4 things my mom taught me about money and life

In honor of Mother’s Day this weekend, I wanted to take some time and show my appreciation for one of the greatest influences in my life, my mom.

I come from a large family, I am one of eight children. I have been blessed to have been born into a loving home and to a wonderful mother. My mother has given her life to serving others, raising her children, and caring for her family. She is one of the most selfless people I know. She now has twenty grandchildren and continues to be a loving, nurturing grandmother to each one of them. She has taught me the importance of being good, working hard, and being grateful for what I have. She is the perfect example of selflessness and how to serve and love others. I love my mom.

Here are four things I learned from my mom about money and more importantly, life.

1. She taught me to pay my tithing and give

My mom is a giver by nature– as I believe are most moms. She is the ultimate doer. She is a selfless, service oriented woman and has shown me through her example the importance of giving of oneself to others. My mom is constantly thinking about what she can do for other people. If she has ever thought only about herself, it would be well deserved and warranted, I just haven’t seen it. I’m grateful to have been raised and loved by someone with such a giving heart. Because of my mom I too am a giver.

My mom has always taught me and my siblings the importance of paying tithing– both by her example and her words. As long as I can remember I have watched my mother faithfully pay her fast offerings and tithes to the church. Anytime one of my siblings or I earned even one dollar, she reminded us to pay our tithing– I can still hear my mom saying, “Make sure you pay your tithing!” She has taught me the importance of being faithful to the law of tithing and has shown me the wonderful blessings that come from being selfless and willing to give.

My mother has given years of her life serving others, including helping a supporting a variety of different humanitarian efforts. It seems like she is always making another quilt. I still have a quilt she made and gave me for my high school graduation. I love it. She has made hundreds of quilts for other people and for numerous humanitarian efforts, such as for the children at Primary Children’s Hospital. She has spent many nights knitting beanies and hats for the homeless and painting little wood dolls to send to the children in Africa. Every Christmas since I can remember she has made an effort to help other families in need, whether it be a Sub-for-Santa program or giving a box of food to a family in need. My mother has always taught us to think about others and to help others. Giving is one of the greatest things a human being can do and my mother is one of the greatest givers I know. So that makes my mom one of the greatest human beings!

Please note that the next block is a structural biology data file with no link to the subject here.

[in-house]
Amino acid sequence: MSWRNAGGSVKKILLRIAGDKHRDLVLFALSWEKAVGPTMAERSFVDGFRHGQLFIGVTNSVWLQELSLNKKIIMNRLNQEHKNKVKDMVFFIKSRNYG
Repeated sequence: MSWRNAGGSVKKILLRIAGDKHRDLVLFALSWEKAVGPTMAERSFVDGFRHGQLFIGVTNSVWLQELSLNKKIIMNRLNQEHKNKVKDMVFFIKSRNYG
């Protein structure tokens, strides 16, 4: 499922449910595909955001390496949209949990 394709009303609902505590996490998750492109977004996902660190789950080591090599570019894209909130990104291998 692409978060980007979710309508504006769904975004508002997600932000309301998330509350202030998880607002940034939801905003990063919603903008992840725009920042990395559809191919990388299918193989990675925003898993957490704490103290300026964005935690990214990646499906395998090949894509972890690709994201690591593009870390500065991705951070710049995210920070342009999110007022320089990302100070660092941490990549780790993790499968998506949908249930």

2. She taught me the difference between wants and needs

This is something I am still learning. I will admit, sometimes I still buy stuff I don’t really need. But because of my mom I do know what is really important. I don’t know if my mother has ever just bought something or did something for herself just because she wanted to. My mom has continually made sacrifices in order to ensure that her family and children have had the things they need. I don’t remember my mom ever going on a major shopping spree and buying new things for herself. Sure, she would buy clothes and other things when she needed them. But as far as I know, she has never had a ton of purses and shoes, or lots of fancy jewelry– not that there is anything wrong with having those things. I just don’t think my mom felt like she needed them. She had eight kids to worry about and their needs were far more important than anything my mom might have wanted for herself.